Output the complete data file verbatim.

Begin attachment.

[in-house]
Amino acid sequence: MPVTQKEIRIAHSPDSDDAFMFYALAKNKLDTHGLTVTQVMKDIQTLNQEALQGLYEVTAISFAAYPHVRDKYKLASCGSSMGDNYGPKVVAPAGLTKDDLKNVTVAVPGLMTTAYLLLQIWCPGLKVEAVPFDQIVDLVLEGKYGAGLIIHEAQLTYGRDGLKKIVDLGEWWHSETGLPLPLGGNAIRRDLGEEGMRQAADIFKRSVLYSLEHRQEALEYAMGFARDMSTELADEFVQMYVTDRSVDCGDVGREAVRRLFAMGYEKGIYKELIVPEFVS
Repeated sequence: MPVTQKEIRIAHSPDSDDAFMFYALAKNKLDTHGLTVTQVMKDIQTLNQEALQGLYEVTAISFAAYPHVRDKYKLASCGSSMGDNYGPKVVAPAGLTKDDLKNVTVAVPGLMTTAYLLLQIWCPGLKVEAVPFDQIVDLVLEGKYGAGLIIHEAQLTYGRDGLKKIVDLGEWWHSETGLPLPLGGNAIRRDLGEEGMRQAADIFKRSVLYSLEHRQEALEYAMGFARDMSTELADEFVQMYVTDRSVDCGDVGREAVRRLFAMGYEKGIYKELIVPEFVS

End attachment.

[in-house]
Amino acid sequence: MPVTQKEIRIAHSPDSDDAFMFYALAKNKLDTHGLTVTQVMKDIQTLNQEALQGLYEVTAISFAAYPHVRDKYKLASCGSSMGDNYGPKVVAPAGLTKDDLKNVTVAVPGLMTTAYLLLQIWCPGLKVEAVPFDQIVDLVLEGKYGAGLIIHEAQLTYGRDGLKKIVDLGEWWHSETGLPLPLGGNAIRRDLGEEGMRQAADIFKRSVLYSLEHRQEALEYAMGFARDMSTELADEFVQMYVTDRSVDCGDVGREAVRRLFAMGYEKGIYKELIVPEFVS
Repeated sequence: MPVTQKEIRIAHSPDSDDAFMFYALAKNKLDTHGLTVTQVMKDIQTLNQEALQGLYEVTAISFAAYPHVRDKYKLASCGSSMGDNYGPKVVAPAGLTKDDLKNVTVAVPGLMTTAYLLLQIWCPGLKVEAVPFDQIVDLVLEGKYGAGLIIHEAQLTYGRDGLKKIVDLGEWWHSETGLPLPLGGNAIRRDLGEEGMRQAADIFKRSVLYSLEHRQEALEYAMGFARDMSTELADEFVQMYVTDRSVDCGDVGREAVRRLFAMGYEKGIYKELIVPEFVS